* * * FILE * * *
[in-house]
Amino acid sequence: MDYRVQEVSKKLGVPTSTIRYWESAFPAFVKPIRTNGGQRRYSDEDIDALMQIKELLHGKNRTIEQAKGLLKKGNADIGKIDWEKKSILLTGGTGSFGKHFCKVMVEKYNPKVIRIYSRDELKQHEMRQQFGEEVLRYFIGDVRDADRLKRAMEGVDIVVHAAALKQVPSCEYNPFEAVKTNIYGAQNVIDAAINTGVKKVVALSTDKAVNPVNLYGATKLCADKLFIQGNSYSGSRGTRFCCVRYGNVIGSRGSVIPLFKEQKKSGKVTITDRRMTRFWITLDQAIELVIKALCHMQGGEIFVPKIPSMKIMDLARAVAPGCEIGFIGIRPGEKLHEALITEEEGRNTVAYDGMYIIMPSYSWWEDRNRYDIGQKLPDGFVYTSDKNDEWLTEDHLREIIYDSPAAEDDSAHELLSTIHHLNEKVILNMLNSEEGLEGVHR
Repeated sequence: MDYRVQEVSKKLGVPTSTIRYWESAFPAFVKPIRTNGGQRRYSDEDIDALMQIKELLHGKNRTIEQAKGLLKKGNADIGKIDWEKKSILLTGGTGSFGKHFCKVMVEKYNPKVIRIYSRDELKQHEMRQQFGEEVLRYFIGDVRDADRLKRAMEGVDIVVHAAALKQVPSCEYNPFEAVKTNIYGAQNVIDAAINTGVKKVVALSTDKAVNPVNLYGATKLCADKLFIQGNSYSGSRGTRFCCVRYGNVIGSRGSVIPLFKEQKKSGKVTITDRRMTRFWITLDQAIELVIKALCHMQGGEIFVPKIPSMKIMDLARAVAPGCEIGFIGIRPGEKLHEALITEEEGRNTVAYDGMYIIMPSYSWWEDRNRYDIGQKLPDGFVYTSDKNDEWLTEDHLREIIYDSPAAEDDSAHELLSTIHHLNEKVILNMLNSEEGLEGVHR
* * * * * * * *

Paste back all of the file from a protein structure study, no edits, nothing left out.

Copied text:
[in-house]
Amino acid sequence: MDYRVQEVSKKLGVPTSTIRYWESAFPAFVKPIRTNGGQRRYSDEDIDALMQIKELLHGKNRTIEQAKGLLKKGNADIGKIDWEKKSILLTGGTGSFGKHFCKVMVEKYNPKVIRIYSRDELKQHEMRQQFGEEVLRYFIGDVRDADRLKRAMEGVDIVVHAAALKQVPSCEYNPFEAVKTNIYGAQNVIDAAINTGVKKVVALSTDKAVNPVNLYGATKLCADKLFIQGNSYSGSRGTRFCCVRYGNVIGSRGSVIPLFKEQKKSGKVTITDRRMTRFWITLDQAIELVIKALCHMQGGEIFVPKIPSMKIMDLARAVAPGCEIGFIGIRPGEKLHEALITEEEGRNTVAYDGMYIIMPSYSWWEDRNRYDIGQKLPDGFVYTSDKNDEWLTEDHLREIIYDSPAAEDDSAHELLSTIHHLNEKVILNMLNSEEGLEGVHR
Repeated sequence: MDYRVQEVSKKLGVPTSTIRYWESAFPAFVKPIRTNGGQRRYSDEDIDALMQIKELLHGKNRTIEQAKGLLKKGNADIGKIDWEKKSILLTGGTGSFGKHFCKVMVEKYNPKVIRIYSRDELKQHEMRQQFGEEVLRYFIGDVRDADRLKRAMEGVDIVVHAAALKQVPSCEYNPFEAVKTNIYGAQNVIDAAINTGVKKVVALSTDKAVNPVNLYGATKLCADKLFIQGNSYSGSRGTRFCCVRYGNVIGSRGSVIPLFKEQKKSGKVTITDRRMTRFWITLDQAIELVIKALCHMQGGEIFVPKIPSMKIMDLARAVAPGCEIGFIGIRPGEKLHEALITEEEGRNTVAYDGMYIIMPSYSWWEDRNRYDIGQKLPDGFVYTSDKNDEWLTEDHLREIIYDSPAAEDDSAHELLSTIHHLNEKVILNMLNSEEGLEGVHR